This chapter describes *Chez Scheme* extensions to the set of standard
control structures.
See Chapter 5 of *The Scheme Programming Language, 4th Edition* or the Revised^{6} Report
on Scheme for a description of standard control structures.

**syntax**: `(record-case expr clause_{1} clause_{2} ...)`

`record-case` is a restricted form of `case` that supports the
destructuring of *records*, or *tagged lists*.
A record has as its first element a tag that determines what "type"
of record it is; the remaining elements are the fields of the record.

Each clause but the last must take the form

`(( key ...) formals body_{1} body_{2} ...)`

where each ` key` is a datum distinct from the other keys.
The last clause may be in the above form or it may be an

`(else body_{1} body_{2} ...)`

` expr` must evaluate to a pair.

`(lambda formals body_{1} body_{2} ...)`

to the cdr of the list.

If none of the clauses contains a matching key and an `else` clause
is present, the expressions ` body_{1} body_{2} ...` of the

If none of the clauses contains a matching key and no `else` clause
is present, the value is unspecified.

`(define calc
(lambda (x)
(record-case x
[(add) (x y) (+ x y)]
[(sub) (x y) (- x y)]
[(mul) (x y) (* x y)]
[(div) (x y) (/ x y)]
[else (assertion-violationf 'calc "invalid expression ~s" x)])))
(calc '(add 3 4)) 7
(calc '(div 3 4)) 3/4`

**procedure**: `(ormap procedure list_{1} list_{2} ...)`

`ormap` is identical to the Revised^{6} Report `exists`.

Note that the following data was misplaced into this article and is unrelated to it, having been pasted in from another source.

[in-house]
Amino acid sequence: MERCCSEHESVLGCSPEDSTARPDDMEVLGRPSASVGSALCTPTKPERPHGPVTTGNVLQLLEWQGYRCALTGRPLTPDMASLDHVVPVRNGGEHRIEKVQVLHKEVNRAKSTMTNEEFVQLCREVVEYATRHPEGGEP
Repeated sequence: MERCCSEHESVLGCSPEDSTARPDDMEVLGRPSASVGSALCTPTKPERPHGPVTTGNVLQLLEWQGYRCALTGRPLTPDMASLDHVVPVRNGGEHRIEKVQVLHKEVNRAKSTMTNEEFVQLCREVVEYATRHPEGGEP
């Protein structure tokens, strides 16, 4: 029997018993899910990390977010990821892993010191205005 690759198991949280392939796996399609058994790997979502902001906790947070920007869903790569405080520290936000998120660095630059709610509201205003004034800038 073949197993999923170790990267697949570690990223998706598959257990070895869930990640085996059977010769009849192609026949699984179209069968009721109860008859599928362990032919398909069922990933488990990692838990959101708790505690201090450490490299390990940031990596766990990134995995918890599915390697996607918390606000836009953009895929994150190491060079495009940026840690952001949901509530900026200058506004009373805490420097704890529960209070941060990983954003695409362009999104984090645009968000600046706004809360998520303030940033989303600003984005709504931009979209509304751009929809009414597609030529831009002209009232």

**procedure**: `(andmap procedure list_{1} list_{2} ...)`

`andmap` is identical to the Revised^{6} Report `for-all`.

*Chez Scheme* supports one-shot continuations as well as the standard
multi-shot continuations obtainable via `call/cc`.
One-shot continuations are continuations that may be invoked at most
once, whether explicitly or implicitly.
They are obtained with `call/1cc`.

**procedure**: `(call/1cc procedure)`

`call/1cc` obtains its continuation and passes it to ` procedure`,
which should accept one argument.
The continuation itself is represented by a procedure.
This procedure normally takes one argument but may take an arbitrary
number of arguments depending upon whether the context of the call
to

The continuation obtained by `call/1cc` is a
"one-shot continuation."
A one-shot continuation should not be returned to multiple times, either
by invoking the continuation or returning normally from ` procedure` more
than once.
A one-shot continuation is "promoted" into a normal (multishot)
continuation, however, if it is
still active when a
normal continuation is obtained by

One-shot continuations may be more efficient for some applications than
multishot continuations.
See the paper "Representing control in the presence of one-shot
continuations" [3] for more information about
one-shot continuations, including how they are implemented in
*Chez Scheme*.

The following examples highlight the similarities and differences between one-shot and normal continuations.